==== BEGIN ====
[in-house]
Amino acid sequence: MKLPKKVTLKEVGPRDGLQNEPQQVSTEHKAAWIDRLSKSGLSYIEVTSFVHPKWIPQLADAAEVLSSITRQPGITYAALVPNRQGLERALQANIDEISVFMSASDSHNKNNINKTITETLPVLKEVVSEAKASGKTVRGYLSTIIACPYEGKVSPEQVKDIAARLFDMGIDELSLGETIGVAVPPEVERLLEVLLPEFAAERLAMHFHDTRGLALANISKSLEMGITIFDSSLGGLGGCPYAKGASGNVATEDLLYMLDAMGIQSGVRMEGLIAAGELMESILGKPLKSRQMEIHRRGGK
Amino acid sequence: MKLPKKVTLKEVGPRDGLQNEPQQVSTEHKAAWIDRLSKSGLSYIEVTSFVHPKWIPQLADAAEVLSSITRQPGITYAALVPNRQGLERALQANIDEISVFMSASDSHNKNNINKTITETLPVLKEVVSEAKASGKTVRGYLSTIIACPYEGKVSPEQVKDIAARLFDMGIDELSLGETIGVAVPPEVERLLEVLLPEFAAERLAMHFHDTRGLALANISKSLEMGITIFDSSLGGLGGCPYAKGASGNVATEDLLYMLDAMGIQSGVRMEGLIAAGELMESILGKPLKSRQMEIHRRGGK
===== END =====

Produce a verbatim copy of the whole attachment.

[in-house]
Amino acid sequence: MKLPKKVTLKEVGPRDGLQNEPQQVSTEHKAAWIDRLSKSGLSYIEVTSFVHPKWIPQLADAAEVLSSITRQPGITYAALVPNRQGLERALQANIDEISVFMSASDSHNKNNINKTITETLPVLKEVVSEAKASGKTVRGYLSTIIACPYEGKVSPEQVKDIAARLFDMGIDELSLGETIGVAVPPEVERLLEVLLPEFAAERLAMHFHDTRGLALANISKSLEMGITIFDSSLGGLGGCPYAKGASGNVATEDLLYMLDAMGIQSGVRMEGLIAAGELMESILGKPLKSRQMEIHRRGGK
Amino acid sequence: MKLPKKVTLKEVGPRDGLQNEPQQVSTEHKAAWIDRLSKSGLSYIEVTSFVHPKWIPQLADAAEVLSSITRQPGITYAALVPNRQGLERALQANIDEISVFMSASDSHNKNNINKTITETLPVLKEVVSEAKASGKTVRGYLSTIIACPYEGKVSPEQVKDIAARLFDMGIDELSLGETIGVAVPPEVERLLEVLLPEFAAERLAMHFHDTRGLALANISKSLEMGITIFDSSLGGLGGCPYAKGASGNVATEDLLYMLDAMGIQSGVRMEGLIAAGELMESILGKPLKSRQMEIHRRGGK